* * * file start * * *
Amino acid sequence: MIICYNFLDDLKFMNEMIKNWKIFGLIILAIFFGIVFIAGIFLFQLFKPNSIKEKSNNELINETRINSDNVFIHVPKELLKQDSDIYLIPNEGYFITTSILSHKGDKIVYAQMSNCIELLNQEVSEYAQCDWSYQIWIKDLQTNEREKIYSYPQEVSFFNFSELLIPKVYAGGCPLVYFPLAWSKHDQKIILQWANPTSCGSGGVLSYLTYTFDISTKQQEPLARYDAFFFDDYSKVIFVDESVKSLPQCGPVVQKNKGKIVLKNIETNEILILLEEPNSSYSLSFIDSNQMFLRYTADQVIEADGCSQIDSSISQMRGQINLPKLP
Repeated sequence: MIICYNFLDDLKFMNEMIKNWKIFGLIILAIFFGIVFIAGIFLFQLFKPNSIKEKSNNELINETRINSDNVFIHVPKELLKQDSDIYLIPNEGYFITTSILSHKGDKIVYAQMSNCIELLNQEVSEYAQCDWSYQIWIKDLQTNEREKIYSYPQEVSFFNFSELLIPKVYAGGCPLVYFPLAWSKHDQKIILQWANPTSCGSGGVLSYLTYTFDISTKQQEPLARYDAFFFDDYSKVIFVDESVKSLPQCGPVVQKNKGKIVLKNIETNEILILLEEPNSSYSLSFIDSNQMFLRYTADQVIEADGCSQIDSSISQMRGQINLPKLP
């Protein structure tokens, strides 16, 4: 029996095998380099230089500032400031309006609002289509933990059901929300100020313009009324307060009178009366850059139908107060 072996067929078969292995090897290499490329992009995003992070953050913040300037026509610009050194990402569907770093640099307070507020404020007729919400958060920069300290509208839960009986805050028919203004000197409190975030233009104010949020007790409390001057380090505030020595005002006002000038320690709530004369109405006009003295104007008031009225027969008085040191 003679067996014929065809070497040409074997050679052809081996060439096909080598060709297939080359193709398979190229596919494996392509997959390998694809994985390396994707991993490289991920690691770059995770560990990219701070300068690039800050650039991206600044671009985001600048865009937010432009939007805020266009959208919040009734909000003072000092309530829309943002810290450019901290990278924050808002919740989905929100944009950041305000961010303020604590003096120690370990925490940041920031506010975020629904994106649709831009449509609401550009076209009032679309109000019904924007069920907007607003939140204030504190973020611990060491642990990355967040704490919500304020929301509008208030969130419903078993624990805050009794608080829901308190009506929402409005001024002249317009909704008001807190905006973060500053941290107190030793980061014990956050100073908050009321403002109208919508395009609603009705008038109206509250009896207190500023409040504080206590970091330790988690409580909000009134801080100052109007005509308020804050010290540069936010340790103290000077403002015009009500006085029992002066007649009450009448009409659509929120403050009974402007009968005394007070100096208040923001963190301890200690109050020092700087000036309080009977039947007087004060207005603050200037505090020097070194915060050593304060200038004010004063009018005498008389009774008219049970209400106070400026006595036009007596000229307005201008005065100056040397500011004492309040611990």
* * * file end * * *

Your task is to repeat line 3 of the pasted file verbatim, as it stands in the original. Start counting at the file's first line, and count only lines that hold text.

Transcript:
């Protein structure tokens, strides 16, 4: 029996095998380099230089500032400031309006609002289509933990059901929300100020313009009324307060009178009366850059139908107060 072996067929078969292995090897290499490329992009995003992070953050913040300037026509610009050194990402569907770093640099307070507020404020007729919400958060920069300290509208839960009986805050028919203004000197409190975030233009104010949020007790409390001057380090505030020595005002006002000038320690709530004369109405006009003295104007008031009225027969008085040191 003679067996014929065809070497040409074997050679052809081996060439096909080598060709297939080359193709398979190229596919494996392509997959390998694809994985390396994707991993490289991920690691770059995770560990990219701070300068690039800050650039991206600044671009985001600048865009937010432009939007805020266009959208919040009734909000003072000092309530829309943002810290450019901290990278924050808002919740989905929100944009950041305000961010303020604590003096120690370990925490940041920031506010975020629904994106649709831009449509609401550009076209009032679309109000019904924007069920907007607003939140204030504190973020611990060491642990990355967040704490919500304020929301509008208030969130419903078993624990805050009794608080829901308190009506929402409005001024002249317009909704008001807190905006973060500053941290107190030793980061014990956050100073908050009321403002109208919508395009609603009705008038109206509250009896207190500023409040504080206590970091330790988690409580909000009134801080100052109007005509308020804050010290540069936010340790103290000077403002015009009500006085029992002066007649009450009448009409659509929120403050009974402007009968005394007070100096208040923001963190301890200690109050020092700087000036309080009977039947007087004060207005603050200037505090020097070194915060050593304060200038004010004063009018005498008389009774008219049970209400106070400026006595036009007596000229307005201008005065100056040397500011004492309040611990």